Just 42% of retail managers are women Says Randstad Retail
Just 42% of retail managers are women Says Randstad Retail
Sector lags behind law where 50 per cent of full-time professionals are women
94 per cent of female business people say mandatory quotas are not the best way to ensure women get ahead
73 per cent of women say self-doubt holds women back in business
Women make up just 42 per cent of full-time retail managers, according to research carried out by Randstad Retail, the specialist recruiter.
Of the 308,000 retail and wholesale managers employed full-time in the UK in 2011, just 129,000 were female. The retail sector lags behind the law where 50 per cent – 56,000 out of 113,000 – of full-time professionals are women.
But at a recent round table event, “High Achieving, Inspiring Women”, hosted by Randstad UK, a panel of high-powered women – including the Williams F1 Team Development Driver, Susie Wolff and Beverly Hodson, a non-executive director of Randstad UK and former retail managing director of WHSmith plc – said quotas are not the answer to their underrepresentation in industry. 94 per cent of the attendees also echoed their belief that quotas were not the best way to ensure women get ahead in sectors like retail. However, when asked if women should actively promote other women, 50 per cent of those polled said they should.
Peter Shrimpton, managing director of Randstad Retail, said, “Quotas are certainly a hugely controversial option but while everyone should be hired and promoted on the basis of skill, not gender, that’s not necessarily happening. Many people believe that quotas could become a necessary evil as other measures fail to even the playing field. My personal view, and the view I hear echoed by many women in the retail sector is that they would prefer to get there on their own merit. Nobody wants to be a token hire just because of their gender. Perhaps the bigger issue around quotas is the smaller & lsquo;share’ of self-confidence women seem to have compared to men to aim high in the first place.”
The panel touched on some of the reasons why women are not better represented in business, including whether women at the top good are good at guiding other women to follow the same path. When asked if this was the case, 58 per cent said women at the top were good at guiding other women up the ladder.
As part of the discussion, the audience also listed what they thought the key attributes that women bought to the business world. 61 per cent said that empathy was the greatest strength while another 16 per cent said teamwork. Just 6 per cent said sensitivity and 2 per cent caution. 14 per cent of those polled said men and women bought the same attributes to the table.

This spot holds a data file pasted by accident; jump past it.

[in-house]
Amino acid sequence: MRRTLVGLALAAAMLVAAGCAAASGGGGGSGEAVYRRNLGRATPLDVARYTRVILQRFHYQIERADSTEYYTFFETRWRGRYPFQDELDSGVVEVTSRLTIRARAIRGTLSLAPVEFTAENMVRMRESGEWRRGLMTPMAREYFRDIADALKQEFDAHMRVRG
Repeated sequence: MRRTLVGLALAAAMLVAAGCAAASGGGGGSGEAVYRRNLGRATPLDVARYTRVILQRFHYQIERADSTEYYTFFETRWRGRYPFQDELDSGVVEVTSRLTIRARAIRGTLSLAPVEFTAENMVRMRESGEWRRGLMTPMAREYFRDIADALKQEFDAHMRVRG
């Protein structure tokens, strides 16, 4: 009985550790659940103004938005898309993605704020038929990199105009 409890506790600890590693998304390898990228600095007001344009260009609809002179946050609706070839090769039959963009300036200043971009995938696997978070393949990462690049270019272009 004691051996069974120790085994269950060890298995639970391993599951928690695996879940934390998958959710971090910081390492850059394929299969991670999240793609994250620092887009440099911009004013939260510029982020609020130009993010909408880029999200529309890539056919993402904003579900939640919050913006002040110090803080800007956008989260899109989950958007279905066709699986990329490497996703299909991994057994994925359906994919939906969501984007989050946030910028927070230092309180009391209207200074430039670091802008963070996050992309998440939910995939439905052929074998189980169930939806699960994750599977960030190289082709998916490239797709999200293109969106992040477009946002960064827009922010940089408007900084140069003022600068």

The participants were polled on supposedly female traits that they thought held women back. 73 per cent listed & lsquo;self-doubt’, while 18 per cent said & lsquo;emotion’ and 8 per cent & lsquo;too nurturing’.
Peter Shrimpton said, “The majority of our participants don’t think women at the top are failing to help others up the ladder. If there are female traits holding women back, the participants clearly think it’s a lack of self-confidence. Having seen men and women in action in interviews I know that if a woman has experience of five of the six requirements on a job description, she will often focus on explaining why she can’t do the 6th. Men on the other hand tend to be better at emphasising their experience of the other five.”
MY EXPERIENCE – BEVERLEY HODSON, FORMER RETAIL MD OF WHSMITH PLC
Beverley Hodson said: “When I started in retail in the early 70's, there were few women in senior positions. Lots and lots of them were shop assistants and few if any were female store managers. I was lucky because as an only child, I was my father's substitute son, my mother ran her own business, and my grandmother was a force to reckoned with! As a consequence, it never occurred to me that there were any ceilings, let alone a need to break them!
Today retail is very much a meritocratic industry and women can get to the top by showing excellent management and leadership skills, absolute customer focus, good understanding of different markets and developing trends (spotting the winners and avoiding the dogs!), and the ability to make money by buying well and selling profitably.
Things have changed hugely for the good in terms of opportunity, but the pressure on women has not lessened. In my day it was not unusual for women who focused on their careers not to marry or have children. Now you're expected to do and have it all: amazing hair, impeccable dress, several children, wonderful full-life style, gorgeous homes and husbands. So whilst there are potentially more opportunities and more role models in retail, expectations of success are higher and that may explain why there seems to be a growing feeling amongst women of "this is going to be impossible to achieve."
Susie Wolff talked about her experiences in Formula 1. Over the history of F1, only five women have entered a grand prix – compared to 822 men. But the arrival of Susie Wolff onto the test driver rosters continues a gradual shift towards increased female involvement in F1. Louise Evans has been the CFO of Williams since November 2011 and Frank Williams’ daughter Claire Williams took up a position on the board of the team in April. In October, Monisha Kaltenborn became F1's first woman team principal when she took over the running of the Sauber F1 Team.
Susie Wolff said: “There are still stereotypes about women in the workplace and in the driving seat. I’ve faced many obstacles and being a female in a man’s world is very tough. Equally, I’ve also enjoyed support. I have a passion for racing and a determination to be the best driver – not the best female driver. You have to keep on fighting for your ultimate goal and for that self-belief is vital.”